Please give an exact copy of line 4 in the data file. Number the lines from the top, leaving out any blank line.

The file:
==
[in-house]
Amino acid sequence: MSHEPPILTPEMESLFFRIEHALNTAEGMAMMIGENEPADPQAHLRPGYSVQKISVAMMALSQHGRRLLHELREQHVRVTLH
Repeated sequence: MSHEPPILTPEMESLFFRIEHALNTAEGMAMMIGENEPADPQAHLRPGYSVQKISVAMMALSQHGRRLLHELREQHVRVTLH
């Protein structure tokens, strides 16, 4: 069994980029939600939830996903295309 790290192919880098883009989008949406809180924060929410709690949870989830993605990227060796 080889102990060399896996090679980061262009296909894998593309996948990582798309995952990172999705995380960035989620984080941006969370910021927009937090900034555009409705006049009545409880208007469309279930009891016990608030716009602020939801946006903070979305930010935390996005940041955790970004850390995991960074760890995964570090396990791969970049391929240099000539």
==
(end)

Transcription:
């Protein structure tokens, strides 16, 4: 069994980029939600939830996903295309 790290192919880098883009989008949406809180924060929410709690949870989830993605990227060796 080889102990060399896996090679980061262009296909894998593309996948990582798309995952990172999705995380960035989620984080941006969370910021927009937090900034555009409705006049009545409880208007469309279930009891016990608030716009602020939801946006903070979305930010935390996005940041955790970004850390995991960074760890995964570090396990791969970049391929240099000539």